After a lawsuit, a major oil project on the North Slope of Alaska is moving forward again
On Friday, the federal Bureau of Land Management released a draft environmental impact statement for the Willow Project, a major oil development planned on federal lands on Alaska’s North Slope.
Willow, which at peak production is expected to deliver up to 180,000 barrels of oil a day to the Trans-Alaska Pipeline System, is clashing with environmental groups who successfully overturned an earlier impact statement that would have allowed the project to move forward.
The publication of the new impact study is necessary to advance the project towards construction.
Members of the public have until 10 p.m. on August 29 to voice their support for one of five options for the future of the project. Alternatives include “Option A”, which would not build it, and “Option B”, which is preferred by ConocoPhillips Alaska, the company backing the project.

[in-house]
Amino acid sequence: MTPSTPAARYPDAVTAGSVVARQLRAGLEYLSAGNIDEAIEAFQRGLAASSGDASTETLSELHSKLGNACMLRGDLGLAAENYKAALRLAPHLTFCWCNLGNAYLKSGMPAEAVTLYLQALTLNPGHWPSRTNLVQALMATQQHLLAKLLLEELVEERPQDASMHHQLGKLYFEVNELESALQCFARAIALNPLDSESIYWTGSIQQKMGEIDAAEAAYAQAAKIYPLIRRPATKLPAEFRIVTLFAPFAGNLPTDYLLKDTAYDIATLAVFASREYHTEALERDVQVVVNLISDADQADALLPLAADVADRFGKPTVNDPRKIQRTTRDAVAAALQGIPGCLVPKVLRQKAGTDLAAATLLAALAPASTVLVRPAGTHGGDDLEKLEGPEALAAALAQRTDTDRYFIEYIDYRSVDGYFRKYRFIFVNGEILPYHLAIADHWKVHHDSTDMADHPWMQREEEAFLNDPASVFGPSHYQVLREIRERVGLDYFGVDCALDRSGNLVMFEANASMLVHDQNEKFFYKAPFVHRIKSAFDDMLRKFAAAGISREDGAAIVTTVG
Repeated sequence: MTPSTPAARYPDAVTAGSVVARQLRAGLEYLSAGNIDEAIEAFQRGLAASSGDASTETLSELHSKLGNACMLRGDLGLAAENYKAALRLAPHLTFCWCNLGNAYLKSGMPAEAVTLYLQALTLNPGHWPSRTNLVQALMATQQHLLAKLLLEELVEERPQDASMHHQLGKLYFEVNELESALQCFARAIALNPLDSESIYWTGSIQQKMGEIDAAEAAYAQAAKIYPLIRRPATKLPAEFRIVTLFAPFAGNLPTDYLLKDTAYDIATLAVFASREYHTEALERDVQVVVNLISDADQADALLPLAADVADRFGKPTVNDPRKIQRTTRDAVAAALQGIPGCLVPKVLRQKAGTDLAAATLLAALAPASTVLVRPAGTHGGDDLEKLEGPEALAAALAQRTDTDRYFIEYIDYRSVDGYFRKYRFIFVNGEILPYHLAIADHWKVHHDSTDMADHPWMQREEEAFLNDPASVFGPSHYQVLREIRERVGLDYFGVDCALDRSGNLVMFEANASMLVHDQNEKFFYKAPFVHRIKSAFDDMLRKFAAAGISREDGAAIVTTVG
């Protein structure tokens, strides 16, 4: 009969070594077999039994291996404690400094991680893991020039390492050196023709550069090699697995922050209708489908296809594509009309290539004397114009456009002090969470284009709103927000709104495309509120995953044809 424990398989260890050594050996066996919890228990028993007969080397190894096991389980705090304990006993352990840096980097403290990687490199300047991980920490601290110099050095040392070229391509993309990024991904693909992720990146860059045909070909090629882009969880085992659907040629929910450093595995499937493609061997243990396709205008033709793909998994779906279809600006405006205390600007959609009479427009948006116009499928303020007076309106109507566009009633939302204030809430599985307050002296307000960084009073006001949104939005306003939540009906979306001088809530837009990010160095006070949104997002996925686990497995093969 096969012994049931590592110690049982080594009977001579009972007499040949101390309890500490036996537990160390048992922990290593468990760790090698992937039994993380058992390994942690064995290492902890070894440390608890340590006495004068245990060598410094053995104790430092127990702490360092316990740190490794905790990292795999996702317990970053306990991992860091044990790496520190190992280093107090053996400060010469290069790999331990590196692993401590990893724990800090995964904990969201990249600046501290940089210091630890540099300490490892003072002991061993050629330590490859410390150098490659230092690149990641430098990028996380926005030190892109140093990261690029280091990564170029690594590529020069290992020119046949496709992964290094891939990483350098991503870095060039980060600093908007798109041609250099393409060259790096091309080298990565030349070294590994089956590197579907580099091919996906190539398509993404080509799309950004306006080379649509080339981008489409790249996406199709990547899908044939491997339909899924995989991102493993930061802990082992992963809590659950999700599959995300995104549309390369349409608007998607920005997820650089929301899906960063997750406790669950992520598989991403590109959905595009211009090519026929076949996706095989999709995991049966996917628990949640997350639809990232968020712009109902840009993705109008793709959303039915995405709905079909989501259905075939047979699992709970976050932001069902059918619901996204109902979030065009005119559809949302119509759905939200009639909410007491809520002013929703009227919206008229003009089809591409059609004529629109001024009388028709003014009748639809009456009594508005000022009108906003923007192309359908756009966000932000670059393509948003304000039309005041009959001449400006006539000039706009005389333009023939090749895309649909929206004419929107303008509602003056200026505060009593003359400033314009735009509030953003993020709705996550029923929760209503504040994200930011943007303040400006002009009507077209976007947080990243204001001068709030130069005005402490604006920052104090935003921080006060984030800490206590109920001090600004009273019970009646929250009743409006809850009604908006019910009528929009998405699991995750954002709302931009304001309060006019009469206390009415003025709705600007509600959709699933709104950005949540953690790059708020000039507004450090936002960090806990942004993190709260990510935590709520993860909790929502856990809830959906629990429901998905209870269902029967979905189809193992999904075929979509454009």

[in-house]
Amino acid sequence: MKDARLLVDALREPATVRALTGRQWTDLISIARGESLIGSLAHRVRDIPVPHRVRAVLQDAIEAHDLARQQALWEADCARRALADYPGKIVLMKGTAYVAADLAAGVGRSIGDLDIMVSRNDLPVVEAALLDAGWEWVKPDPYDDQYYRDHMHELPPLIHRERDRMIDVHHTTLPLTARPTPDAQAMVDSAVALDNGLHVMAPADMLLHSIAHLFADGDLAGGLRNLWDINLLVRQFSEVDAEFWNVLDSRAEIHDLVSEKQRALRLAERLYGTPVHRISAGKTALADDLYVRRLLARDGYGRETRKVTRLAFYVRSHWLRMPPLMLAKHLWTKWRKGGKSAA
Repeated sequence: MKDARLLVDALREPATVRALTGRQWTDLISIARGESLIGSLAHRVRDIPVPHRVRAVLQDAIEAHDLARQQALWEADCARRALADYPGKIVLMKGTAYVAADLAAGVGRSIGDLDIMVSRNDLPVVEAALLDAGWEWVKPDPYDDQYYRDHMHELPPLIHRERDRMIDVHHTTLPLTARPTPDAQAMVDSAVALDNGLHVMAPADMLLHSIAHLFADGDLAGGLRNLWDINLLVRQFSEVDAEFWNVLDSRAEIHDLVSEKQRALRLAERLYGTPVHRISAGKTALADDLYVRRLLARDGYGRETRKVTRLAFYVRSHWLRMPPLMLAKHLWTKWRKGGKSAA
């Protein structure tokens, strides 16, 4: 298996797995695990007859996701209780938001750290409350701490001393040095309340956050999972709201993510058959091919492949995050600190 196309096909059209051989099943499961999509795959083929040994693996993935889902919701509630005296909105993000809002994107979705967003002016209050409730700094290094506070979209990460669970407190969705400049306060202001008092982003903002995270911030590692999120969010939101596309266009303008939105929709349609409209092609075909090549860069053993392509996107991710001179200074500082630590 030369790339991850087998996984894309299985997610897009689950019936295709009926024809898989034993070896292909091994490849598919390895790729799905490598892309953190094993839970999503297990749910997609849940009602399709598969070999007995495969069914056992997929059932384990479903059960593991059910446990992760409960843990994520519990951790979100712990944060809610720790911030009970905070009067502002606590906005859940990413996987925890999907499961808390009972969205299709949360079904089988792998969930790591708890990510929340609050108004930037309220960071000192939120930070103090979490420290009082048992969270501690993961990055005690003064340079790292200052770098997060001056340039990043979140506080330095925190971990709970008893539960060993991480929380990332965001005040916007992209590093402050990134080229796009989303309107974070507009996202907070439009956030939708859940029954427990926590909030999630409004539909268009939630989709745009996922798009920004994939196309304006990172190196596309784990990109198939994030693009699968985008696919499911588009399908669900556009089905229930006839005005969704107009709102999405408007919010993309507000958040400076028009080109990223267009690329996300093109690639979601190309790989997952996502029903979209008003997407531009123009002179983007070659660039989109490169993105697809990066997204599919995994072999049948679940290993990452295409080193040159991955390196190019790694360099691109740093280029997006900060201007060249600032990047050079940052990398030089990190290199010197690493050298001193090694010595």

On Friday, the original BLM project said it supports “Option E,” which reduces the amount of surface infrastructure to something less than ConocoPhillips prefers. Early Saturday morning, the BLM said the language was in error and it did not have a preferred option.
The State of Alaska and the Alaska Congressional Delegation supported the project.
At current oil prices, the Willow project could be eligible for hundreds of millions of dollars in state tax credits, according to information provided to the Alaska Legislature in 2019.
In the long term, the project is expected to generate several billion dollars in additional revenue for the state and generate work for construction companies and oil service companies.
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